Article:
Blood Sugar Basics Game Plan seeks to help Type 2 diabetics better manage condition
PHILADELPHIA — An interactive user-friendly program that breaks down diabetes management into four goals to help people with Type 2 diabetes better manage their disease has made its debut.
Developed by the American College of Endocrinology with support from drug maker Merck, the Blood Sugar Basics Game Plan, available on BloodSugarBasics.com, outlines four personalized goals — Huddle, Enter the Nutrition Zone, Get in the Game, and Check the Scoreboard — that people with Type 2 diabetes can put into practice with the help of a healthcare professional. The website also includes such resources as questions to ask your doctor, tips about managing high and low blood sugar, a blood sugar knowledge quiz and checklists on how to help get through episodes of low and high blood sugar.
The Blood Sugar Basics Game Plan is supported by "coaches," including Mike Golic, co-host of ESPN’s "Mike & Mike in the Morning" and a former National Football League star, who has Type 2 diabetes; clinical endocrinologist Farhad Zangeneh and Samantha Heller, a registered dietitian and exercise physiologist with expertise in diabetes.
Electronic prescribing spreads like wildfire among retail pharmacies
Big trends can sometimes take centuries or even millennia to develop. Think about how long it took between the dawn of anatomically modern humans and the adoption of agriculture. Health care is no different, having come a long way since the days of bloodletting and the assorted quackeries that were once considered acceptable medical practices.
But there’s one trend in health care that has happened with astonishing speed, particularly in the United States: the adoption of electronic prescribing. According to the latest numbers from e-prescribing network Surescripts, there were 16,000 office-based prescribers who had adopted e-prescribing in 2006. Within two years, that number climbed to 74,000, but that still represented only 12% of the total. By 2011, however, that number had reached 390,000 — 54% of all prescribers in the country. The numbers from the pharmacy side have increased even faster. In 2008, 46,000 pharmacy retailers, or 76%, were set up for e-prescribing; in 2011, it was 56,900, or 91%. Of those, chains have adopted the technology to the greatest degree, with 98% of chain pharmacies using it, compared with 79% of independents. According to Surescripts, of the 62,461 community pharmacies in the United States, 64% are part of a chain, while 36% are independents.
One case in particular is Walgreens, which in March announced a program with Surescripts whereby it would send immunization records directly from Walgreens and Duane Reade stores, and Take Care Clinics, to primary care providers using Surescripts’ Clinical Interoperability services, with plans to share immunization data with public health authorities starting later this year.
Currently, the percentage of prescriptions transmitted electronically remains relatively small: In 2011, 570 million prescriptions, or 36%, were sent electronically — but compare that with 2008, when that figure was 68 million, or 5%. The reason for the discrepancy, according to Surescripts, is that actual use of e-prescribing tends to lag adoption, with the most recent adopters among prescribers using it less than those who adopted it in earlier years.
At the same time, adoption has been somewhat uneven when examined on a state-by-state level. So far, according to Surescripts, Massachusetts has seen the most comprehensive use of e-prescribing, while such states as Minnesota and Oregon have seen widespread use as well. On the other hand, adoption has been relatively light across Nevada and California, and appears almost nonexistent in all but a few portions of Alaska. Also, while e-prescribing is common in Dallas and Houston, it’s extremely rare, if not absent, in many other Texan counties, with Kansas, Nebraska and South Dakota showing similar patterns.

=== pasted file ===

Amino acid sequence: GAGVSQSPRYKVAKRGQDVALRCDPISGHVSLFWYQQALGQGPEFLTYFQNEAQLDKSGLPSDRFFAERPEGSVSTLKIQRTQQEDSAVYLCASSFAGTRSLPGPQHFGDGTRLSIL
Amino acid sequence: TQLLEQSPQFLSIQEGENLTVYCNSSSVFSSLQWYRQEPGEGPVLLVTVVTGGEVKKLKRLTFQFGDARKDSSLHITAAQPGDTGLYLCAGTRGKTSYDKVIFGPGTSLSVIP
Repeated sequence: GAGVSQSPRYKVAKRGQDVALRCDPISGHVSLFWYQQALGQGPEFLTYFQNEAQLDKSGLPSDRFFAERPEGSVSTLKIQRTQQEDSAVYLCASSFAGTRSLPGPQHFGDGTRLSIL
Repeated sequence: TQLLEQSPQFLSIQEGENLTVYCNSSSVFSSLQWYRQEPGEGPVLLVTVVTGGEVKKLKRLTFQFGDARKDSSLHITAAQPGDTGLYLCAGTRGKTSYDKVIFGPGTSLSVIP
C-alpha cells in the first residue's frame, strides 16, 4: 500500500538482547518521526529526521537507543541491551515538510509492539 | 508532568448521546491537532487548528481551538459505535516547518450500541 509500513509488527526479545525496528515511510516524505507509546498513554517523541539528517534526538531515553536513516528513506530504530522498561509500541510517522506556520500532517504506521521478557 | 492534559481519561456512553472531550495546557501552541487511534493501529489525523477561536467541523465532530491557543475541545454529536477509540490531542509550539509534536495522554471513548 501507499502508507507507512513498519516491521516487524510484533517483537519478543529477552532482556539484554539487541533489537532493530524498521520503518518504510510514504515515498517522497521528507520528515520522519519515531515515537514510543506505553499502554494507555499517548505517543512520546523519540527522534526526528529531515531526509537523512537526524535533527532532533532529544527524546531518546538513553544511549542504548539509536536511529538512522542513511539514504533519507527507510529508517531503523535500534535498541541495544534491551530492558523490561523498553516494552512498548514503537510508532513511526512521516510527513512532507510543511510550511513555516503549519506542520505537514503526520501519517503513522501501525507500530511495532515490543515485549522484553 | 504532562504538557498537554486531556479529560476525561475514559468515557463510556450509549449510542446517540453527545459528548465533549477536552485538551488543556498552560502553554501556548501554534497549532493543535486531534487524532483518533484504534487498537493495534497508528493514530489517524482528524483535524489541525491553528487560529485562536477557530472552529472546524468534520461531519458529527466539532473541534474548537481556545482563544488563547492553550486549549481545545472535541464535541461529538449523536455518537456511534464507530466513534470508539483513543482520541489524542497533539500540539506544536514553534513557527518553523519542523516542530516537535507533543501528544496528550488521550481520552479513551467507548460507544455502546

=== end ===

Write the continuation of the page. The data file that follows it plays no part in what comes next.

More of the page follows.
One major reason why e-prescribing has seen such dramatic growth is government incentives under the Medicare Improvements for Patients and Providers Act of 2008. According to a report released in February by the Centers for Medicare and Medicaid Services, nearly $271 million was paid to physicians as part of the eRx Incentive Program in 2010, an 83% increase over 2009, the first year of the program, when the program paid out $148 million. The payments went to 65,857 individual professionals and 18,713 practices. The CMS report also found that almost 700,000 professionals were qualified to participate in the eRx Incentive Program in 2010, compared with close to 669,700 in 2009.
At press time, CMS didn’t have complete data for 2011, but it found that by 2011, 160,959 eligible professionals, or 26.3% of those eligible, had submitted data for the eRx measure through claims.
Pfizer names president, general manager of emerging markets, established business products
NEW YORK — Pfizer has named one of its executives to a new position.
Olivier Brandicourt — Pfizer’s president and general manager of the primary care business unit and a member of the Pfizer executive leadership team — has been appointed president and general manager of the company’s emerging markets and established business products business units, effective June 1. He succeeds David Simmons, who is leaving Pfizer to become the chairman and CEO of Pharmaceutical Product Development.
Taking over Brandicourt’s role is John Young, who currently is regional president of Europe and Canada for the primary care business.
"Olivier is ideally suited to take on this new role," Pfizer chairman and CEO Ian Read said. "He has more than 20 years of global experience in the pharmaceutical industry. Olivier is both a physician and proven business leader who understands the many challenges of today’s changing industry and healthcare landscape."